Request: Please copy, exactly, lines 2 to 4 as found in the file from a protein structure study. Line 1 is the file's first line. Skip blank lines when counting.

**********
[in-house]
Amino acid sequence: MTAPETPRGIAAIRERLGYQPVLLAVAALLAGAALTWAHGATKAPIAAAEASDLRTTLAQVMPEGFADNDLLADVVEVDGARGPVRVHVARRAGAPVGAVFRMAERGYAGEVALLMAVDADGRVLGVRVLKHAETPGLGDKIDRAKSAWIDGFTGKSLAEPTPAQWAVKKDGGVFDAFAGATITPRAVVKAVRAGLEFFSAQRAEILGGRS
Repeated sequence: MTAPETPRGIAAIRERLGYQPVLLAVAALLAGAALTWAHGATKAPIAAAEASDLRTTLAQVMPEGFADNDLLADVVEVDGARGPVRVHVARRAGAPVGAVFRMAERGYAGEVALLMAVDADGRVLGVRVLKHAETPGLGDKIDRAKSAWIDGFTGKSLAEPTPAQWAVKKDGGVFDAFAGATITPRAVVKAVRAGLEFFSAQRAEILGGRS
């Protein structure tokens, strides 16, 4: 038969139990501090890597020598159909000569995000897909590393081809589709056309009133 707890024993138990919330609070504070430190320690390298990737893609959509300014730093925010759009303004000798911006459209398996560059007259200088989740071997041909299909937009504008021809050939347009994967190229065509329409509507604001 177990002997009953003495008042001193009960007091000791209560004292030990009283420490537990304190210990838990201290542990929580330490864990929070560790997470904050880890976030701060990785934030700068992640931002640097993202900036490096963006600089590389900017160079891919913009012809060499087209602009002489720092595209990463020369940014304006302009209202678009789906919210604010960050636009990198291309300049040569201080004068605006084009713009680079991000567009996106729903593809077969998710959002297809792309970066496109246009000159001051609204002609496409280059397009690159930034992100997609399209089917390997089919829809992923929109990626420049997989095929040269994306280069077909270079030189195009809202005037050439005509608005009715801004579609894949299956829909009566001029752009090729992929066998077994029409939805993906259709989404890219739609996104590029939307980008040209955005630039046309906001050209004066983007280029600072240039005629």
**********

Amino acid sequence: MTAPETPRGIAAIRERLGYQPVLLAVAALLAGAALTWAHGATKAPIAAAEASDLRTTLAQVMPEGFADNDLLADVVEVDGARGPVRVHVARRAGAPVGAVFRMAERGYAGEVALLMAVDADGRVLGVRVLKHAETPGLGDKIDRAKSAWIDGFTGKSLAEPTPAQWAVKKDGGVFDAFAGATITPRAVVKAVRAGLEFFSAQRAEILGGRS
Repeated sequence: MTAPETPRGIAAIRERLGYQPVLLAVAALLAGAALTWAHGATKAPIAAAEASDLRTTLAQVMPEGFADNDLLADVVEVDGARGPVRVHVARRAGAPVGAVFRMAERGYAGEVALLMAVDADGRVLGVRVLKHAETPGLGDKIDRAKSAWIDGFTGKSLAEPTPAQWAVKKDGGVFDAFAGATITPRAVVKAVRAGLEFFSAQRAEILGGRS
């Protein structure tokens, strides 16, 4: 038969139990501090890597020598159909000569995000897909590393081809589709056309009133 707890024993138990919330609070504070430190320690390298990737893609959509300014730093925010759009303004000798911006459209398996560059007259200088989740071997041909299909937009504008021809050939347009994967190229065509329409509507604001 177990002997009953003495008042001193009960007091000791209560004292030990009283420490537990304190210990838990201290542990929580330490864990929070560790997470904050880890976030701060990785934030700068992640931002640097993202900036490096963006600089590389900017160079891919913009012809060499087209602009002489720092595209990463020369940014304006302009209202678009789906919210604010960050636009990198291309300049040569201080004068605006084009713009680079991000567009996106729903593809077969998710959002297809792309970066496109246009000159001051609204002609496409280059397009690159930034992100997609399209089917390997089919829809992923929109990626420049997989095929040269994306280069077909270079030189195009809202005037050439005509608005009715801004579609894949299956829909009566001029752009090729992929066998077994029409939805993906259709989404890219739609996104590029939307980008040209955005630039046309906001050209004066983007280029600072240039005629």